First, I study the story, thinking several times about its objects, characters, and the spaces in which all the objects exist and move. Then I begin to create the images and figures. Usually the first plan is the most difficult part, because of the selection of technique and colors. In fact, the first plan guides the rest of the work. After drawing the initial outlines, I start to color. Every time I illustrate a book, I try to use new techniques. And that’s why I am fascinated by creating new ideas. I often end up with something different from what I had planned initially (but it is kept within the limits of the first plan). I carefully examine each illustration for several weeks so that I can bring each to a good end. It is not only important to think over illustrations and composition of colors, but also to find new ideas and create at the same time.

What are the challenges and rewards of being a children's book illustrator in Iran?

Low salary and employment make many illustrators search for additional jobs such as teaching and graphic design. The growth of Iran’s illustrations in the world isn't enough to support the illustrators.

What are the current trends in children’s book illustration in Iran? Who are you favorite Iranian children’s book illustrators? Why are they your favorites?

There are many young creative illustrators in Iran who have participated in international illustration fairs successfully. That’s what makes them well-known and encouraged to enter competitions. Children’s book illustrators, in trying to win a jury’s favor, neglect the interests of their real readers: children. On the other hand, some illustrators try to imitate other important ideas and styles. While one's creations are never imitable, I believe that the artists who are successful don’t copy others. They try to make new creations.

I admire many excellent Iranian illustrators, such as Farshid Shafiei, Hoda Hadadi, Atie Bozorgsohrabi, and so on. These illustrators, who use colors and lines to create poetic images, attract me. In her work, Hoda Hadadi applies decoupage, in which the good selection of colored paper and tissues as well as the characters of the story personalize the art. In her illustrations, the design of negative spaces has particular importance too.

Thank you so much for answering my questions, Fereshteh!

Below are more of Fereshteh's children's book illustrations. Her illustrations invite you to take a closer look and pore over all the details!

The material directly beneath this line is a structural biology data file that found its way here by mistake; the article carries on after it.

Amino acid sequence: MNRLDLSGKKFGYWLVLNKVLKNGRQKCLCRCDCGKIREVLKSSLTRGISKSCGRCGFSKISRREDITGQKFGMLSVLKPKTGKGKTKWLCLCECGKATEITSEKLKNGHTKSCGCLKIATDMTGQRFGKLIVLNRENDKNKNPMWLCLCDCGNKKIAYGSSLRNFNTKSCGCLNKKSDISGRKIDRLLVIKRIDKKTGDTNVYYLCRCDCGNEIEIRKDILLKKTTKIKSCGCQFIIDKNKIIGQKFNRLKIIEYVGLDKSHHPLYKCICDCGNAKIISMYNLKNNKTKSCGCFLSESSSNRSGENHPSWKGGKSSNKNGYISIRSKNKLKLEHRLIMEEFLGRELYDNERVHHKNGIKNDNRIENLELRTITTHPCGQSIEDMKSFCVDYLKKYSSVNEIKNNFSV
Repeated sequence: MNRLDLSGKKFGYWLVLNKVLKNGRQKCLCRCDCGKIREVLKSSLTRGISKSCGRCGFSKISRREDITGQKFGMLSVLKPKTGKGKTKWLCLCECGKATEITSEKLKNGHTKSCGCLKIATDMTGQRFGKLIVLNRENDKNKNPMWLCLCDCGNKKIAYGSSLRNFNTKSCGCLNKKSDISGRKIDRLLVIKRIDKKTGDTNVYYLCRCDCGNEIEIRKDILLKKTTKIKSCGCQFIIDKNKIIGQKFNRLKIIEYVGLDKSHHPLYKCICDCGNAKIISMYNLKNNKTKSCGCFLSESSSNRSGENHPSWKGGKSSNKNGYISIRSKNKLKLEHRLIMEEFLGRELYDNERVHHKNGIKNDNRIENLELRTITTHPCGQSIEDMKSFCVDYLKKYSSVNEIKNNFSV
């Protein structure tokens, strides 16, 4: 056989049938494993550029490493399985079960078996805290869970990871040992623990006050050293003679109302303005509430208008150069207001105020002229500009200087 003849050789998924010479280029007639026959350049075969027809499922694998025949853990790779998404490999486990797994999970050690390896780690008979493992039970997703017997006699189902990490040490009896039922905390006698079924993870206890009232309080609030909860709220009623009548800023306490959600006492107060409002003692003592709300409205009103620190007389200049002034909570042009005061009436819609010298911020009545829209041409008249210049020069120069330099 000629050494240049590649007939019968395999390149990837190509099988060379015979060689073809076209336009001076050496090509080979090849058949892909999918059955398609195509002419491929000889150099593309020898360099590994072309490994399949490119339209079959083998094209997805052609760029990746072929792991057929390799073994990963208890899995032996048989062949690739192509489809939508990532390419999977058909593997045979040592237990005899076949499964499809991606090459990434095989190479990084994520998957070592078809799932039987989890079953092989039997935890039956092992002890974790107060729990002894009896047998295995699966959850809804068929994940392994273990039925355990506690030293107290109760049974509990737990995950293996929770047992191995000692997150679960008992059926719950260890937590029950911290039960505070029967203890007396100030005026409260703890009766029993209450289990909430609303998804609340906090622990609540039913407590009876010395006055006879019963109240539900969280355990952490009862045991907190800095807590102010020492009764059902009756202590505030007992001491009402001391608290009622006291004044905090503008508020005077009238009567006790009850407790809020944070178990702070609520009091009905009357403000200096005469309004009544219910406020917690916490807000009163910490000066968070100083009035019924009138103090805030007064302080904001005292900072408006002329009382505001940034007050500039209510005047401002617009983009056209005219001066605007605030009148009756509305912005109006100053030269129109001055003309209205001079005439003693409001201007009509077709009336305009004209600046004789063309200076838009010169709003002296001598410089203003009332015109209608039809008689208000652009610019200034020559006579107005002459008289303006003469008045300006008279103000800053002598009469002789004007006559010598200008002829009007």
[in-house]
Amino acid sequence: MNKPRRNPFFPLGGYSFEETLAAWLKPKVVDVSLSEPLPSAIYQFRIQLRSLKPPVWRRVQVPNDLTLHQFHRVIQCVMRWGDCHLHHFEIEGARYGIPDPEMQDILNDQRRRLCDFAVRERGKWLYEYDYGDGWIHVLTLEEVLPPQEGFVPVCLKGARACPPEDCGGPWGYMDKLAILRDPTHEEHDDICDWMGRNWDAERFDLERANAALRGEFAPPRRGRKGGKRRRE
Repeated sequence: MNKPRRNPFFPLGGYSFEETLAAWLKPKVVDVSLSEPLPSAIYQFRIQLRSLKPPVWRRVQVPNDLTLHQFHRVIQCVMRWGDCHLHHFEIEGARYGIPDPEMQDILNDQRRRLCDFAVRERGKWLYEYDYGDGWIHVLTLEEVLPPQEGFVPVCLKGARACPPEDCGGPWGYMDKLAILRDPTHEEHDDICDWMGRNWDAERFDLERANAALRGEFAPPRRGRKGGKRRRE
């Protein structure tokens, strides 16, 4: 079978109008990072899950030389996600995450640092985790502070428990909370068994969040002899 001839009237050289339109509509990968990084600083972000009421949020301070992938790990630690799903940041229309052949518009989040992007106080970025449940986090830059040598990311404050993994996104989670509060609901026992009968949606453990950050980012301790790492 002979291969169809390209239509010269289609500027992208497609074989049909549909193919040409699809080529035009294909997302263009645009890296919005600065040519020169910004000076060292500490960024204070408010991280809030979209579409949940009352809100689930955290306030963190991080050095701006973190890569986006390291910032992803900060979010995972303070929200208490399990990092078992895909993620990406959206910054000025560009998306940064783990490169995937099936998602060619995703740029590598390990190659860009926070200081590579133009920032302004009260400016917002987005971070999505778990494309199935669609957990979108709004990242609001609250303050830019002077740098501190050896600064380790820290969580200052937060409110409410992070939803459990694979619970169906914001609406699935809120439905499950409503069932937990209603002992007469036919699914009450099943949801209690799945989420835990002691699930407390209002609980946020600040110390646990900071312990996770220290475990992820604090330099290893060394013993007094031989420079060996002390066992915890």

I'll end with my favorite illustrations from Fereshteh. These are for Guest of Moon and they are BEAUTIFUL. (At first Fereshteh only sent me the cover for Guest of Moon - the first image below - but I begged for more.) I really love the happy colors, the details, and the use of space. =D

ETA: You can click on the illustrations in this post to get a much better view of them!


The Astrid Lindgren Memorial Award

Saturday, March 6, 2010
On March 24, the winner/s of the 2010 Astrid Lindgren Memorial Award will be announced. The Astrid Lindgren Memorial Award recognizes the best contemporary children's and young adult literature from all over the world. The candidates for the award are authors, illustrators, oral storytellers, and promoters of reading. Below are the 2010 nominees from Asia, and the 2010 nominees of Asian descent:

Adarna House
Reading promotion organization
The Philippines

Akal, Aytül

Carmi, Daniella

Educational Volunteers Foundation of Turkey (TEGV)
Reading promotion organization

Gamos, Albert
The Philippines

Havkin, Hilla

Hemati Ahoui, Abolfazl

Reading promotion organization

Jamba, Dasgdondog
Author/Promoter of reading

Kelompok Pencinta Bacaan Anak (Society for the Advancement of Children's Literature)
Reading promotion organization

Knowledge Without Borders Campaign
Reading promotion organization
United Arab Emirates

Moradi Kermani, Hooshang

Murti Bunanta Foundation
Oral storytellers/Reading promotion organization

Orlev, Uri

Say, Allen

Shaban Nejad, Afsaneh

Reading promotion organization

Sharafeddine, Fatima

The Siam Cement Foundation
Reading promotion organization

Tan, Shaun

Touma, Nadine

Uehashi, Nahoko

Wenjun, Qin

I hope I didn't miss anybody. :o) Thank you, Chen, for reminding me about the Astrid Lindgren Memorial Award!

The nomination process for the 2011 Astrid Lindgren Memorial Award has started and will end May 15. To all the nominating bodies in Asia, GO GO GO! It would be awesome to see more nominated candidates from Asia.

Rant: This year and last year, the Astrid Lindgren Memorial Award website misspelled "the Philippines." *sigh*
Tuesday, March 2, 2010
I've interviewed YA author Malinda Lo about the research she did for her debut novel Ash, which is a retelling of Cinderella. Click here to read the interview at Color Online!

YA author Medeia Sharif gave Asia in the Heart, World on the Mind the Honest Scrap Award. Thank you, Medeia! I can't wait to read Medeia's debut novel The Bestest Ramadan Ever, which will be published by Flux in 2011!

For the Honest Scrap Award, I am supposed to say something honest about myself. Plus, Tuesday is known as Confession Tuesday across the blogosphere. So here goes:

I am crushing pretty hard on Filipino American Olympic medalist J.R. Celski. *blush*